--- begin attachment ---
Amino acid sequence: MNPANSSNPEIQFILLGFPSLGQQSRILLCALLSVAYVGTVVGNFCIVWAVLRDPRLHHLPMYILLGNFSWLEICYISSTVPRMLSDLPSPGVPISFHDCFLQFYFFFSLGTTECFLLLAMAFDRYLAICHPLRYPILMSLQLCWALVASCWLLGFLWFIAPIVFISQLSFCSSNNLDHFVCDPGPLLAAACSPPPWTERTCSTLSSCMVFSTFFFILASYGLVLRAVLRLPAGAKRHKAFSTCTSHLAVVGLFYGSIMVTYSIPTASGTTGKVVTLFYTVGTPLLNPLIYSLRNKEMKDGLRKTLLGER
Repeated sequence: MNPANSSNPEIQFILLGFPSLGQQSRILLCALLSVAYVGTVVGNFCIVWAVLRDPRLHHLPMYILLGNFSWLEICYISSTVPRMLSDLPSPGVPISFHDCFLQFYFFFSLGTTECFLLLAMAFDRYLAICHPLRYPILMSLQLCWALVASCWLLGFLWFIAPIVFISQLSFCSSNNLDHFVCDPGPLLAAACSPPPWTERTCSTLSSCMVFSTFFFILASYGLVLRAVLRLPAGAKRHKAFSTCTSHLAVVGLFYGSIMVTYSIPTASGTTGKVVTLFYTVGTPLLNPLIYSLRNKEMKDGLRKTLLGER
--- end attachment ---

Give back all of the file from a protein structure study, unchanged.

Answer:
Amino acid sequence: MNPANSSNPEIQFILLGFPSLGQQSRILLCALLSVAYVGTVVGNFCIVWAVLRDPRLHHLPMYILLGNFSWLEICYISSTVPRMLSDLPSPGVPISFHDCFLQFYFFFSLGTTECFLLLAMAFDRYLAICHPLRYPILMSLQLCWALVASCWLLGFLWFIAPIVFISQLSFCSSNNLDHFVCDPGPLLAAACSPPPWTERTCSTLSSCMVFSTFFFILASYGLVLRAVLRLPAGAKRHKAFSTCTSHLAVVGLFYGSIMVTYSIPTASGTTGKVVTLFYTVGTPLLNPLIYSLRNKEMKDGLRKTLLGER
Repeated sequence: MNPANSSNPEIQFILLGFPSLGQQSRILLCALLSVAYVGTVVGNFCIVWAVLRDPRLHHLPMYILLGNFSWLEICYISSTVPRMLSDLPSPGVPISFHDCFLQFYFFFSLGTTECFLLLAMAFDRYLAICHPLRYPILMSLQLCWALVASCWLLGFLWFIAPIVFISQLSFCSSNNLDHFVCDPGPLLAAACSPPPWTERTCSTLSSCMVFSTFFFILASYGLVLRAVLRLPAGAKRHKAFSTCTSHLAVVGLFYGSIMVTYSIPTASGTTGKVVTLFYTVGTPLLNPLIYSLRNKEMKDGLRKTLLGER